Eco Dude Planting Presidents from Years 2-6 worked throughout October and November to dig up the garden, mixing in compost from our school Bokashi and they learned how to plant plants correctly under the guidance of staff and parents. Cuttings were potted up.
The final product……….the finished gardens……
The finished gardens are a great blend of old and new and this has provided an amazing new space for playing and outdoor learning to occur.
Students now assist to maintain this area through watering, feeding and weeding on a regular basis and, with guidance from staff, they are learning how to care for the new plants.
In November, citrus trees along with pots and soil materials were purchased for the area. Students helped to pot them. Two Mulberry trees were also purchased one of which has been planted in this area.
In January, an enclosed greenhouse was purchased for an unused area of the school on the Lower Playground. Students will be able to monitor and maintain small seedlings in this area independently and with help from our water tank, they will be able to use recycled water to water and care for the plants.
In August-November, the students grew many vegetables and herbs from seeds which they sold to the school community at our annual Night Market. The students had to go through a process of growing and potting up the seeds, labeling and pricing them, and selling them to parents and friends of Bradbury School.
They enjoyed this very much and as a result, The Eco Dude Planting Presidents will continue this practice for the rest of the year, selling goods as they are harvested, once a month to our school community starting in February.
The Eco Dudes continue to pot seedlings on the roof, and have recently planted Tomato plants, Broccoli, Lettuce, Chilies, Cauliflower, Beans and have continued to maintain a variety of herb species such as Basil, Rosemary, Lemon balm etc.
On the roof students have recycled unused pots to pot up four citrus trees which will be placed around the school corridors to make our environment look nice.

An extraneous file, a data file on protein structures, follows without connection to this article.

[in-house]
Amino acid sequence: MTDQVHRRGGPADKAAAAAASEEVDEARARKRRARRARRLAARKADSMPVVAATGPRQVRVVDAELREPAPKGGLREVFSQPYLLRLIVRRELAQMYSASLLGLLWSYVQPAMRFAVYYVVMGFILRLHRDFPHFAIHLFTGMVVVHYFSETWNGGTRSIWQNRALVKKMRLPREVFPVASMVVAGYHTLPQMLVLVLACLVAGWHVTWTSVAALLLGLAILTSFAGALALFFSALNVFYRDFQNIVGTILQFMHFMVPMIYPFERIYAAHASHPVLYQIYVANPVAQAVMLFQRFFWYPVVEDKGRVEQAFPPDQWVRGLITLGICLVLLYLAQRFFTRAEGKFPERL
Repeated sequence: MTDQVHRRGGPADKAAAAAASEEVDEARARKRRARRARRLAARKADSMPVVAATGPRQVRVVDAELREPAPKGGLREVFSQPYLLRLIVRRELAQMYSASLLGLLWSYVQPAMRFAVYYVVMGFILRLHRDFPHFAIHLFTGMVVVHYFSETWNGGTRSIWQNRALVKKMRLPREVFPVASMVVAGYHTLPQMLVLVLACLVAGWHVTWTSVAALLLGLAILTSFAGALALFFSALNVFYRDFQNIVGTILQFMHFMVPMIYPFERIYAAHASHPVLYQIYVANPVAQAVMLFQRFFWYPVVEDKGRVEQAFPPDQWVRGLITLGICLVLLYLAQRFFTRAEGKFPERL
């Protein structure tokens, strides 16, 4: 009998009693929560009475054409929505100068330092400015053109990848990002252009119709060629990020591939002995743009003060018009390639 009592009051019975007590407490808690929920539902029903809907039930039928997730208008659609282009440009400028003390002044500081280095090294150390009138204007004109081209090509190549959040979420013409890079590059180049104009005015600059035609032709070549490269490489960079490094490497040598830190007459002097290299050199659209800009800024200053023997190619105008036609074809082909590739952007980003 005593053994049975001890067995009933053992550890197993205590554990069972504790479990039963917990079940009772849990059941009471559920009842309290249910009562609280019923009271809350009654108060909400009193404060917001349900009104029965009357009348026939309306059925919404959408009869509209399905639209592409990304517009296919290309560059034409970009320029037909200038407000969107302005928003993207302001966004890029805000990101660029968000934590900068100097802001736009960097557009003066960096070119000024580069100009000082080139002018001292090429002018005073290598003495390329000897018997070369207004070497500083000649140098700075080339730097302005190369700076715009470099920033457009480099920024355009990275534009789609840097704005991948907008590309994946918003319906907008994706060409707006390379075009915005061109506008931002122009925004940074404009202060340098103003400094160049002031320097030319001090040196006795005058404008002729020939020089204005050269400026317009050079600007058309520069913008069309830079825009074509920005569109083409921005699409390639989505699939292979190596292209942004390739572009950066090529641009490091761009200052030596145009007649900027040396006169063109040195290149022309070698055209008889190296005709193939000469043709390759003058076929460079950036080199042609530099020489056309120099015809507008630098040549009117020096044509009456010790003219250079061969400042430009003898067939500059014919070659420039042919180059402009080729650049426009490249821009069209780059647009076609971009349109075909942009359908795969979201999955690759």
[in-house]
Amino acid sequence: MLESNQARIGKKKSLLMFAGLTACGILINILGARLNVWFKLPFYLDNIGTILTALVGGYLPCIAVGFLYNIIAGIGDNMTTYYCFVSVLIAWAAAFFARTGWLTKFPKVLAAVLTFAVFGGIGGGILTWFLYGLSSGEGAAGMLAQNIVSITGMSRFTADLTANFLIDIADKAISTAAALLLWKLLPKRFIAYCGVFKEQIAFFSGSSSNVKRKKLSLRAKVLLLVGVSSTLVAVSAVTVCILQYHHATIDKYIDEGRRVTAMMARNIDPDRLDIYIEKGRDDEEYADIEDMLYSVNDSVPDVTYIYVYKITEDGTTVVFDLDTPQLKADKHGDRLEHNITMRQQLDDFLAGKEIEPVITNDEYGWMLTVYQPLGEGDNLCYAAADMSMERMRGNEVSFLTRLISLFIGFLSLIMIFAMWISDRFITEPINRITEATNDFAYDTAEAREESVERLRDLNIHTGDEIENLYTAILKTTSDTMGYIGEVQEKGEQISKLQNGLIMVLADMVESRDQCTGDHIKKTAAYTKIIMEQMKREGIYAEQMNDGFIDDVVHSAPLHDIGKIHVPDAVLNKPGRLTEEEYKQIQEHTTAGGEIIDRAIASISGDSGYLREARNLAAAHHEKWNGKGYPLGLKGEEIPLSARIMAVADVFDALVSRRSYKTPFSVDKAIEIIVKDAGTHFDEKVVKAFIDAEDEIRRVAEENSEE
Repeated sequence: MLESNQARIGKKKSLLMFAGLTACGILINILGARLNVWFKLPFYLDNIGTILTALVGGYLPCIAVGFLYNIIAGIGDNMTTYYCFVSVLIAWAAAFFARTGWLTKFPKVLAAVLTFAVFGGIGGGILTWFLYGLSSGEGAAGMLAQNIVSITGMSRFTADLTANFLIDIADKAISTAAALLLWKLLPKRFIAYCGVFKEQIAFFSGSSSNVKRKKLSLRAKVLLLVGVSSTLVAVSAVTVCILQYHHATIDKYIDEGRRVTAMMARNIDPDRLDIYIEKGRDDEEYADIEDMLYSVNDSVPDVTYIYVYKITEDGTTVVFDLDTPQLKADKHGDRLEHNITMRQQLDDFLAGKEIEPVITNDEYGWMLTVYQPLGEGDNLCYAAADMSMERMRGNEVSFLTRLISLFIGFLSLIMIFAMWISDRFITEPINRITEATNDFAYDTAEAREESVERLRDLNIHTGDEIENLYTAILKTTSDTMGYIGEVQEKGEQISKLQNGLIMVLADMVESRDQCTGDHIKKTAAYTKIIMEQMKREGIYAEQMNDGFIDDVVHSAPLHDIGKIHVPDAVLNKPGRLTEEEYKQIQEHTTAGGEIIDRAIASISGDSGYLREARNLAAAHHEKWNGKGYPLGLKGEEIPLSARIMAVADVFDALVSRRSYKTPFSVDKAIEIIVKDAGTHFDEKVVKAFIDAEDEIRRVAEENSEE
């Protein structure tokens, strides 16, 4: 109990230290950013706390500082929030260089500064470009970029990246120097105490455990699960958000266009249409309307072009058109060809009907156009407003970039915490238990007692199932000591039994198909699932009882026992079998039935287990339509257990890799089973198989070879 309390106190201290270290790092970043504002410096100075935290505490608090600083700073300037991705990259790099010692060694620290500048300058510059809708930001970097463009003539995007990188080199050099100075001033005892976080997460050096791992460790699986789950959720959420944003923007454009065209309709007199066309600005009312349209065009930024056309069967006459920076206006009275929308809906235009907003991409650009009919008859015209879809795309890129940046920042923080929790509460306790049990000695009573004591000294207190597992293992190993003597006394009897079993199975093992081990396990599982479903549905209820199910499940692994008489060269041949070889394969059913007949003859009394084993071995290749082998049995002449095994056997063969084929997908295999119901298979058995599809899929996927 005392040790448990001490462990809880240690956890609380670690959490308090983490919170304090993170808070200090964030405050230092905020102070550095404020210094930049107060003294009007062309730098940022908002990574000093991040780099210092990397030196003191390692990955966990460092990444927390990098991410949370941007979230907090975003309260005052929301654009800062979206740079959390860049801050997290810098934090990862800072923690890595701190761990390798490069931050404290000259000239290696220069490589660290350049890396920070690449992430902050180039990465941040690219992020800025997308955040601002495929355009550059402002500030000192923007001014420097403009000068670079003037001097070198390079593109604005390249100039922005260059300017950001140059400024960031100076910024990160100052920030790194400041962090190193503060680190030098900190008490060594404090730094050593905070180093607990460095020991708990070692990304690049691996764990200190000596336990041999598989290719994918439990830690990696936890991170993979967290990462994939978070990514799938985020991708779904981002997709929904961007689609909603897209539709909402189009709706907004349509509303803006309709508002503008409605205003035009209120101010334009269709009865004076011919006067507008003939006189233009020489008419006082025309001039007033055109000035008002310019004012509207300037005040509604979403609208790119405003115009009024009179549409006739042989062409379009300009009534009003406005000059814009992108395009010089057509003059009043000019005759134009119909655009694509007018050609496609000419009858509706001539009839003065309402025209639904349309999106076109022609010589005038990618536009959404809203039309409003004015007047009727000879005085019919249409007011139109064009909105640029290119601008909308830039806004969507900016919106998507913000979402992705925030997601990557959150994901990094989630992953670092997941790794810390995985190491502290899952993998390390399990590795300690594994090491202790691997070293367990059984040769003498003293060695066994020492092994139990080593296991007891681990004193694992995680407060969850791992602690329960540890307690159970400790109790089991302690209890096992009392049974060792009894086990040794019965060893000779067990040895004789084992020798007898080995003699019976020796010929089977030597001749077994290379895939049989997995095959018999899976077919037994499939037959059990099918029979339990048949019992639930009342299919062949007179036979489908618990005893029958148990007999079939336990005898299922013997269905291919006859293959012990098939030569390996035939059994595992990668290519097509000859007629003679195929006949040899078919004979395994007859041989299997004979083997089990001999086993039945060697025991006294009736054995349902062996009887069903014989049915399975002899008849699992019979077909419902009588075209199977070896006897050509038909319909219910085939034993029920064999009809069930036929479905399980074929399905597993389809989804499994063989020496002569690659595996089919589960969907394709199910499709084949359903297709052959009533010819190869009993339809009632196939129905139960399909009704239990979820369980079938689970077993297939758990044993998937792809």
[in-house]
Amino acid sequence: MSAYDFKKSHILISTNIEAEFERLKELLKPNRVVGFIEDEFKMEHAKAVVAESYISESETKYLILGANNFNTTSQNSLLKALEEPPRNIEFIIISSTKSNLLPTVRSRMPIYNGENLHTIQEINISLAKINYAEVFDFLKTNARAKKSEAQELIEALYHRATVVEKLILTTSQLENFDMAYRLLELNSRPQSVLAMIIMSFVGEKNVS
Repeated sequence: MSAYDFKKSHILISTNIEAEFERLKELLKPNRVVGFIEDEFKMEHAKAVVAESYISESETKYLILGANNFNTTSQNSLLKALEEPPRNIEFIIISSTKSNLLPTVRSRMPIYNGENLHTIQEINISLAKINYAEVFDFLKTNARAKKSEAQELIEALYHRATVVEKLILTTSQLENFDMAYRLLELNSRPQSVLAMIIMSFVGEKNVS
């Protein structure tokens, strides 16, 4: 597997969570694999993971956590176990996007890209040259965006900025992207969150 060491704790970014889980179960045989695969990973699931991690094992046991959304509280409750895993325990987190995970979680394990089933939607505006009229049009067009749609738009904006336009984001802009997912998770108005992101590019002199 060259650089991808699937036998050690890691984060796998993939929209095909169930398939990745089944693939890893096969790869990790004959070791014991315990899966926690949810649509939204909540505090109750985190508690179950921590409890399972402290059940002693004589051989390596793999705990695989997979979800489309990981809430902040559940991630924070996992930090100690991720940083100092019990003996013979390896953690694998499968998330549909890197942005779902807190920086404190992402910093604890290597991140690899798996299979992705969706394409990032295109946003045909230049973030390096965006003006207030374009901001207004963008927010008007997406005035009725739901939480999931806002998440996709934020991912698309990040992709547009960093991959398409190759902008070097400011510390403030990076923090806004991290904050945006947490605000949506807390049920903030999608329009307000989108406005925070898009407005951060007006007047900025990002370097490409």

We also have one Mulberry tree ready to be placed in a sunny spot around the school.
Year two has been inquiring into habitats and found out that habitats get polluted from everyday rubbish. The animals can die from eating the rubbish which they mistake for food and most of the rubbish found in animal habitats is made from single use plastics like straws and disposable cutlery.
Year two decided to take action and try to recycle some of their unused or unwanted toys from home. Then in Term three on the school action day, the students swapped books and toys with students from across the school. This was a great way to recycle and reuse unwanted toys and books.
Everyday products contain rechargeable batteries and while it helps the environment to re-use batteries, the benefits don’t extend to disposal.
Rechargeable batteries contain materials that can be hazardous to people and the environment. They also contain valuable materials that can be recovered for use in other products, such as magnetic alloy and stainless steel. Did you know, most rechargeable batteries only have a shelf life of 1.5 years!
Here are some everyday products that may contain rechargeable batteries:
Batteries for other equipment not listed above are also suitable for recycling, provided they are portable rechargeable batteries.
How to recycle:
Recycling rechargeable batteries is FREE. Here’s what you need to do: